As a movie fan, the older we get, the more names and faces we lose that have helped entertain us throughout our lives. Whether they are directors, actors, makeup artists, cinematographers, or set designers, they all helped create something magical to entertain us, whether it was scaring us, making us nervous or filled with anxiety, laugh, cry, or even enlightening us, making us want to be better people. For those brief moments of their work, we are forever grateful. Thankfully, most of those memories are permanently recorded and can be experienced time and time again, whenever we want, as well as them being there to do the same thing for newer audiences every single year. While we are bound lose such great talent through the passage of time, as movie fans, we can rest assured that we will help keep their memory, and their work, alive for decades to come.Continue reading
Another one lost from the Hammer Family. One that I had always hoped to meet at a convention, but no more. Shane Briant recently passed away at the age of 74, after battling a long illness. He was one of the actors that the studio hoped would take them into the next era of Hammer Horror, giving them new blood and new faces (along with Ralph Bates). He appeared in four pictures inside of three years, the first two being in 1972, Straight on Till Morning and Demons of the Mind. The following year, he had a small role in Captain Kronos: Vampire Hunter, and in 1973, was the assistant to Cushing’s last appearance as Dr. Frankenstein, in Frankenstein and the Monster from Hell. He also appeared in the title role for a TV movie adaptation of The Picture of Dorian Gray, produced by Dan Curtis.
In 1983, he moved to Australia and worked in over a dozen films there and New Zealand, as well as starting to write, publishing eight novels.
Looking at his filmography, the last title that just has “announced” after it, even though it looks like there are plenty of photos, is a film called Sherlock Holmes vs. Frankenstein. The interesting part is that Briant’s character name is listed as Simon Helder, the same name as his character in the last Hammer Frankenstein film. Interesting …. hope that comes out at some point.
The older I get, I realize that the people that I admire from the famous studio that stopped production over forty years ago, are also getting older and the chances of being able to meet them are getting slimmer by the day. But as I always try to point out, the films that Briant appeared in, are still around for us to enjoy, being once again memorized by the performance, looking at this youthful face with the golden blonde hair. So like Dorian Gray, he will never age in our minds.
Our thoughts go out to his friends and family during this difficult time.
Born Aug. 17th, 1946
Briant had studied law at Trinity College Dublin, but felt the calling of another profession: that of the actor. He started acting at a young age, even nominated by the London Theatre Critics in 1973 for The Most Promising Newcomer from his performance in ‘Children of the Wolf’. He had signed a contract with Hammer Films and made 4 films for them back to back. They were Straight on Till Morning (1972), Demons of the Mind (1972), Captain Kronos: Vampire Hunter (1974), and Frankenstein and the Monster from Hell (1974). He also appeared as the title character in a TV movie remake of The Picture of Dorian Gray (1973).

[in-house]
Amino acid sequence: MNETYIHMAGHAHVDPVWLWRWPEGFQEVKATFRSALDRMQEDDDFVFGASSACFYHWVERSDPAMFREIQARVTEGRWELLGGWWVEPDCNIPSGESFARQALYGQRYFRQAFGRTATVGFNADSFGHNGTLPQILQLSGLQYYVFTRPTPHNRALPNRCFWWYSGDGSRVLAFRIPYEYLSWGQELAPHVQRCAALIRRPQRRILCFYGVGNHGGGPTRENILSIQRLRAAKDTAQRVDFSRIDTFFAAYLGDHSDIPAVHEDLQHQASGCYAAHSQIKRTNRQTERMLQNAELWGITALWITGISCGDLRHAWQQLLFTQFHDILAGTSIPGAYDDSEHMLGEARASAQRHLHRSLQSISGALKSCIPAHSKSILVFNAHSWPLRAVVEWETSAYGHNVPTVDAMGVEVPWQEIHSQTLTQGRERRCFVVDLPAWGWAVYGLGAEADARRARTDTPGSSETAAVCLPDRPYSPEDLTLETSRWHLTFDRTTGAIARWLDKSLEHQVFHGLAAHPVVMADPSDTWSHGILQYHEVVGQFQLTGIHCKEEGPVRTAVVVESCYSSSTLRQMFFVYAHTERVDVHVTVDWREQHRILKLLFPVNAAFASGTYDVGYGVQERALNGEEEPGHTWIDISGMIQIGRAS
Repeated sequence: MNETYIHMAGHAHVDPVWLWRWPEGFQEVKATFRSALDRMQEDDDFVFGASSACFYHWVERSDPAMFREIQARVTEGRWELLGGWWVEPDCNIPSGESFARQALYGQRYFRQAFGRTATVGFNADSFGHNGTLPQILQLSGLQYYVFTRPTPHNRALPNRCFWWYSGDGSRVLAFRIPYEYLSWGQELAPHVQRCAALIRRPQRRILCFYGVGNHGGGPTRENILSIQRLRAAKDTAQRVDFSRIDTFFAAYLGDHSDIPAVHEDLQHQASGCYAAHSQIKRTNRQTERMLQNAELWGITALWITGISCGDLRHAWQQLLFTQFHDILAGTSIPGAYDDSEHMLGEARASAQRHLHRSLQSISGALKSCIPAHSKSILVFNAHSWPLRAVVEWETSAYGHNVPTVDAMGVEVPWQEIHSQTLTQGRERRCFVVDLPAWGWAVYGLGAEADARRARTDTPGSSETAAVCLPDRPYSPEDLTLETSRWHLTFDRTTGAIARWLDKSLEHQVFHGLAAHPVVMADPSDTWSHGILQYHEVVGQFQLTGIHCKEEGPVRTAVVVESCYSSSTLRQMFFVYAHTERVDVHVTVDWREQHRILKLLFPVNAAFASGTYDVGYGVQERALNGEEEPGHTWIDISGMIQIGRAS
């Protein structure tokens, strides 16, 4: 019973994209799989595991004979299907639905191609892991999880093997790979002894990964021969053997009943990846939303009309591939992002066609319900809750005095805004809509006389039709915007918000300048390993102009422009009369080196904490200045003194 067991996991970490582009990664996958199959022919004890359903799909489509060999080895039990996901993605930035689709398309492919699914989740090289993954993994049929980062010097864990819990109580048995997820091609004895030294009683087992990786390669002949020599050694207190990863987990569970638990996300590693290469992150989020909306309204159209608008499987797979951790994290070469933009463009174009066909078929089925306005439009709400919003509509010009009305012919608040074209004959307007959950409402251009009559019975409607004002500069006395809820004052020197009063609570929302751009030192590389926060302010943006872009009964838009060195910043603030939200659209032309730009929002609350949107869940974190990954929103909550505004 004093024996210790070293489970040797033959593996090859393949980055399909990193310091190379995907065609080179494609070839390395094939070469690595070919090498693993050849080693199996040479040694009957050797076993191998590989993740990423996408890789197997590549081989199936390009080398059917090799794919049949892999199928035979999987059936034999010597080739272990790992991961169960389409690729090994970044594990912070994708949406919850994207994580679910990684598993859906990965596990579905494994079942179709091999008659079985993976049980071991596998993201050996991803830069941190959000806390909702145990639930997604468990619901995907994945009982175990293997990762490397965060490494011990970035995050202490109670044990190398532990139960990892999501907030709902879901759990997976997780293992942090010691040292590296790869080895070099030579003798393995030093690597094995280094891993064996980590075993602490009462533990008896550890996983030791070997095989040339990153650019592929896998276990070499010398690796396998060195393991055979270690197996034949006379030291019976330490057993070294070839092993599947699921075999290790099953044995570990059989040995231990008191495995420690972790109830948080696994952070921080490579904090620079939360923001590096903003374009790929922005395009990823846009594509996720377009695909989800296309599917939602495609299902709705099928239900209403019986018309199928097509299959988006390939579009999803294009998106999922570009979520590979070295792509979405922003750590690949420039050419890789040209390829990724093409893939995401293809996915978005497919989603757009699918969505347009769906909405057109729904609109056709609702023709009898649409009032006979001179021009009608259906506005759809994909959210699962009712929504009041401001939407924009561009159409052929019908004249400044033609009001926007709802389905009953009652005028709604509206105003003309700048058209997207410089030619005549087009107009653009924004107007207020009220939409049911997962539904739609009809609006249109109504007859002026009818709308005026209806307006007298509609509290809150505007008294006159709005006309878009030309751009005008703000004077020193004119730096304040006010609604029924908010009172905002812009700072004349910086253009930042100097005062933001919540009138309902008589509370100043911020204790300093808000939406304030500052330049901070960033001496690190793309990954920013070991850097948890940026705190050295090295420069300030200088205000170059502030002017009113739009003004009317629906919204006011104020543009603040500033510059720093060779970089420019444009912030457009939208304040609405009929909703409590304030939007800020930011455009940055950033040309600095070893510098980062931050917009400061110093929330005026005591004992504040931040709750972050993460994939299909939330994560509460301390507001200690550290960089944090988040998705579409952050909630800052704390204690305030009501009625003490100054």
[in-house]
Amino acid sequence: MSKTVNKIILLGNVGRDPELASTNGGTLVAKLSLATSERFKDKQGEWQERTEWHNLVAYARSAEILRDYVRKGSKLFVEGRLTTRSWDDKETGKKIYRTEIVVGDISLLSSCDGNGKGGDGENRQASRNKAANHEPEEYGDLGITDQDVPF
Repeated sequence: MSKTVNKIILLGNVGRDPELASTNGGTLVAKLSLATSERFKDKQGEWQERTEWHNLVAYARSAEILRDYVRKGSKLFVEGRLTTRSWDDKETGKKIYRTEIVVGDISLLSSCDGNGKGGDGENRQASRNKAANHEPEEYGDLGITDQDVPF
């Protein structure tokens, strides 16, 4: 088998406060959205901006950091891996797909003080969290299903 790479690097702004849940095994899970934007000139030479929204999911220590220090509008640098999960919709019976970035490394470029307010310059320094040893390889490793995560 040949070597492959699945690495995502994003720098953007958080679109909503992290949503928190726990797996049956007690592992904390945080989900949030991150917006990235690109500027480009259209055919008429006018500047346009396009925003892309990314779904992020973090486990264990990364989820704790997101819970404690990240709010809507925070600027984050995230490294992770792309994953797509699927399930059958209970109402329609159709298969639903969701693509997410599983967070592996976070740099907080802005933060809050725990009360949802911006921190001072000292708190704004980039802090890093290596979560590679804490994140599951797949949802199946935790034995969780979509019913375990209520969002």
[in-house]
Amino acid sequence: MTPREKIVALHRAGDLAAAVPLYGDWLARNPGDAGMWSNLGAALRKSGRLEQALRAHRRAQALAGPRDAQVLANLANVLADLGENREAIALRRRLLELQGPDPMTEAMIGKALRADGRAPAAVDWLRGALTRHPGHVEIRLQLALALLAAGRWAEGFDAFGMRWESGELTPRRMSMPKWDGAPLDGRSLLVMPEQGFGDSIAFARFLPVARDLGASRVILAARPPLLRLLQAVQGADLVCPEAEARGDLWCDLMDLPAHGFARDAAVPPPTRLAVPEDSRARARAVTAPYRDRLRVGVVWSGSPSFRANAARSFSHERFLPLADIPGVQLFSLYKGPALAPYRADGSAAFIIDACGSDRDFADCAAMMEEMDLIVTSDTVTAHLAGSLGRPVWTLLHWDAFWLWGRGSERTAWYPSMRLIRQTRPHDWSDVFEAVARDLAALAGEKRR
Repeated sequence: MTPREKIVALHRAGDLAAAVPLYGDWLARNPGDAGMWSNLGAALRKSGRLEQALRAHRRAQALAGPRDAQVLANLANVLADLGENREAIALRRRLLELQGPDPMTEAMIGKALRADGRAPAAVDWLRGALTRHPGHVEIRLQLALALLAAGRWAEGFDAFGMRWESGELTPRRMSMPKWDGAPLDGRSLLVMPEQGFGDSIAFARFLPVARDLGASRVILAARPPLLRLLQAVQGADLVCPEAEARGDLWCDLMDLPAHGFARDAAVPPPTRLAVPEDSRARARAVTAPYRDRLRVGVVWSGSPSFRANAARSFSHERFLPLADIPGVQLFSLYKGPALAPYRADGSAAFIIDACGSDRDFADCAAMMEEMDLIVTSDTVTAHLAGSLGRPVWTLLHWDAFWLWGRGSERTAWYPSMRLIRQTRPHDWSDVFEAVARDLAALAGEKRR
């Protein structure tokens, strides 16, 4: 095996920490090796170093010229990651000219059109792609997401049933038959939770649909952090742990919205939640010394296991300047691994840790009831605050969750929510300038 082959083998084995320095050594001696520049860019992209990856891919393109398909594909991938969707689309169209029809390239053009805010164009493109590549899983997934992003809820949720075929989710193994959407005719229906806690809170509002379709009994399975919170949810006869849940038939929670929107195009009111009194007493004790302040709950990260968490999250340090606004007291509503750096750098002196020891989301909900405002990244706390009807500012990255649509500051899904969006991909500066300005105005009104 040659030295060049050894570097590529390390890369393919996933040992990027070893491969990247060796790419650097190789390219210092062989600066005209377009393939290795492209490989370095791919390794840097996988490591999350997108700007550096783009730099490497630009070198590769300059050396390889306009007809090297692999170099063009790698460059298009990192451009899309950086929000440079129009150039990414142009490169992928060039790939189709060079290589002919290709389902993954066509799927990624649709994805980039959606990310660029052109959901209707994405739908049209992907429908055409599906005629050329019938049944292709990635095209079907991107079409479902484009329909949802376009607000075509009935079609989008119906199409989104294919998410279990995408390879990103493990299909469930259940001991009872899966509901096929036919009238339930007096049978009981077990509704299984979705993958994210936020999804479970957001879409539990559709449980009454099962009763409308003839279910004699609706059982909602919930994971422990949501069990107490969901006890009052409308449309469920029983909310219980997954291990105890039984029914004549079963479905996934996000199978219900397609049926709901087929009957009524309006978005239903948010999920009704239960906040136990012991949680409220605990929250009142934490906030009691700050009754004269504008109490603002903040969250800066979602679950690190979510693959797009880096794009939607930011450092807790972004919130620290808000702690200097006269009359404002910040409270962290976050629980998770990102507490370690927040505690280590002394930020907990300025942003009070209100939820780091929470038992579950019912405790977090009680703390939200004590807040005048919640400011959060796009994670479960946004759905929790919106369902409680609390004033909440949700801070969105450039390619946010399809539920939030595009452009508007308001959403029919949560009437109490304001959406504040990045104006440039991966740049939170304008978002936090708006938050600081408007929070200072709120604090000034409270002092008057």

In 1983, Briant moved to Australia and has worked in both film and television over there since. He also has become an accomplished writer, publishing 7 novels so far, as well as publishing his autobiography, entitled Always the Bad Guy, in 2011.
Granted, for me, Briant will always be known as one of of the actors that Hammer was trying to use as the next generation of Hammer stars, once held by Cushing and Lee (even though they both continued to work for the studio). Unfortunately, the end of the studio was already on the horizon so as good as Briant was in the few pictures he appeared in for Hammer, it was too late for the studio that once dripped blood.
How to make the beginning of the week better? Easy. Hearing a slew of great titles announced from Scream Factory that will be hitting Blu-ray last this fall!
Of course, anytime a Hammer title is release, there should be much rejoicing! No matter the title, to have these in a nice Blu-ray edition, with the blazing colors and clarity, it will be great to see these titles looking their best. Being release on Sept. 10th is Scars of Dracula (1970) starring Christopher Lee and Blood from the Mummy’s Tomb (1972) starring the stunning Valerie Leon! I know these titles don’t have a lot of fans, compared to maybe Hammer’s earlier titles, but they are still fun and entertaining.
Captain Kronos: Vampire Hunter (1973)
Directed by Brian Clemens
Starring Horst Jansen, Caroline Munro, John Carson, Shane Briant, John Cater, Lois Daine, and Ian Hendry.
Trying to come up with a new series with a different kind of twist to it, Hammer gave us a swash-buckling vampire hunter. This is not your ordinary vampire movie, or vampires for that matter, as Kronos and his faithful companion Prof. Grost, travel the countryside seeking out and destroying vampires, in all of their varying guises. They are called on by an old friend for help. It seems that some of the local girls are being found basically drained of their youth, left dead as an old withering hag. But what is underneath the black cloak that stalks them?